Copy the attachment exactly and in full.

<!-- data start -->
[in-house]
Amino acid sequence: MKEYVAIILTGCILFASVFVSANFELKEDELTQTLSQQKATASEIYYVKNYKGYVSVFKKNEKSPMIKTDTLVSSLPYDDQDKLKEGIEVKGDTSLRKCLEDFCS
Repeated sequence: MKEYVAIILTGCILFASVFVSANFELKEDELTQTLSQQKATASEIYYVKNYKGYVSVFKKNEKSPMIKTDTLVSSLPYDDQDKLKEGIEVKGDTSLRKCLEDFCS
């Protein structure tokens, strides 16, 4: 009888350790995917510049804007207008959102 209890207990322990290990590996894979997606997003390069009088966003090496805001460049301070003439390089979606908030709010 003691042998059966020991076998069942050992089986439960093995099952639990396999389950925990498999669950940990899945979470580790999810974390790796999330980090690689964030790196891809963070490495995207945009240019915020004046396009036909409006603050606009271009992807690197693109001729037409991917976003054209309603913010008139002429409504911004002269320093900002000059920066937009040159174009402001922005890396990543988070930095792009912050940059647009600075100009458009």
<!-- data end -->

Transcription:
[in-house]
Amino acid sequence: MKEYVAIILTGCILFASVFVSANFELKEDELTQTLSQQKATASEIYYVKNYKGYVSVFKKNEKSPMIKTDTLVSSLPYDDQDKLKEGIEVKGDTSLRKCLEDFCS
Repeated sequence: MKEYVAIILTGCILFASVFVSANFELKEDELTQTLSQQKATASEIYYVKNYKGYVSVFKKNEKSPMIKTDTLVSSLPYDDQDKLKEGIEVKGDTSLRKCLEDFCS
């Protein structure tokens, strides 16, 4: 009888350790995917510049804007207008959102 209890207990322990290990590996894979997606997003390069009088966003090496805001460049301070003439390089979606908030709010 003691042998059966020991076998069942050992089986439960093995099952639990396999389950925990498999669950940990899945979470580790999810974390790796999330980090690689964030790196891809963070490495995207945009240019915020004046396009036909409006603050606009271009992807690197693109001729037409991917976003054209309603913010008139002429409504911004002269320093900002000059920066937009040159174009402001922005890396990543988070930095792009912050940059647009600075100009458009």